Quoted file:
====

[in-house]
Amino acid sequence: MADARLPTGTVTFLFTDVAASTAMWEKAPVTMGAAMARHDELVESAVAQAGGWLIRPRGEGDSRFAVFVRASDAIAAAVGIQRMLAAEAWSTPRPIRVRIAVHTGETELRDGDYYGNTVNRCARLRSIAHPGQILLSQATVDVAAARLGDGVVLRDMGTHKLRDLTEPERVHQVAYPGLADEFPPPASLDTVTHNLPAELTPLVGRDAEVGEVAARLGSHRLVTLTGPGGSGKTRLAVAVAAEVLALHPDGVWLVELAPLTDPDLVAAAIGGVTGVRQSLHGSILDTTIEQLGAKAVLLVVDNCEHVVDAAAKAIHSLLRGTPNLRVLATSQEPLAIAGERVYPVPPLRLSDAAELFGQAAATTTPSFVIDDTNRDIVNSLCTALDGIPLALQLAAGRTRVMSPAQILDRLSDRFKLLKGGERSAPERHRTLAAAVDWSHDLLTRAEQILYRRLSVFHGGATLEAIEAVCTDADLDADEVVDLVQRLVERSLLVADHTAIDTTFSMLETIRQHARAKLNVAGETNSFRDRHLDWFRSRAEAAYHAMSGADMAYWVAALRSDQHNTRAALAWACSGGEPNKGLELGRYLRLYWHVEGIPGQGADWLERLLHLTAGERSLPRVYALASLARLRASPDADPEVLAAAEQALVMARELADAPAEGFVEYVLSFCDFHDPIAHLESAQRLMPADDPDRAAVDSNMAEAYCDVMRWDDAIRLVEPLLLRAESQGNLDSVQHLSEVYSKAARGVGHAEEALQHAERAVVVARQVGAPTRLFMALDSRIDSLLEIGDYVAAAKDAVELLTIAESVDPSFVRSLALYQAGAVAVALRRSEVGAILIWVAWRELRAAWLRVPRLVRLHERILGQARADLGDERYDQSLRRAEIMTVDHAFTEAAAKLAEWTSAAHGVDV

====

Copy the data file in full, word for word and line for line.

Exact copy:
[in-house]
Amino acid sequence: MADARLPTGTVTFLFTDVAASTAMWEKAPVTMGAAMARHDELVESAVAQAGGWLIRPRGEGDSRFAVFVRASDAIAAAVGIQRMLAAEAWSTPRPIRVRIAVHTGETELRDGDYYGNTVNRCARLRSIAHPGQILLSQATVDVAAARLGDGVVLRDMGTHKLRDLTEPERVHQVAYPGLADEFPPPASLDTVTHNLPAELTPLVGRDAEVGEVAARLGSHRLVTLTGPGGSGKTRLAVAVAAEVLALHPDGVWLVELAPLTDPDLVAAAIGGVTGVRQSLHGSILDTTIEQLGAKAVLLVVDNCEHVVDAAAKAIHSLLRGTPNLRVLATSQEPLAIAGERVYPVPPLRLSDAAELFGQAAATTTPSFVIDDTNRDIVNSLCTALDGIPLALQLAAGRTRVMSPAQILDRLSDRFKLLKGGERSAPERHRTLAAAVDWSHDLLTRAEQILYRRLSVFHGGATLEAIEAVCTDADLDADEVVDLVQRLVERSLLVADHTAIDTTFSMLETIRQHARAKLNVAGETNSFRDRHLDWFRSRAEAAYHAMSGADMAYWVAALRSDQHNTRAALAWACSGGEPNKGLELGRYLRLYWHVEGIPGQGADWLERLLHLTAGERSLPRVYALASLARLRASPDADPEVLAAAEQALVMARELADAPAEGFVEYVLSFCDFHDPIAHLESAQRLMPADDPDRAAVDSNMAEAYCDVMRWDDAIRLVEPLLLRAESQGNLDSVQHLSEVYSKAARGVGHAEEALQHAERAVVVARQVGAPTRLFMALDSRIDSLLEIGDYVAAAKDAVELLTIAESVDPSFVRSLALYQAGAVAVALRRSEVGAILIWVAWRELRAAWLRVPRLVRLHERILGQARADLGDERYDQSLRRAEIMTVDHAFTEAAAKLAEWTSAAHGVDV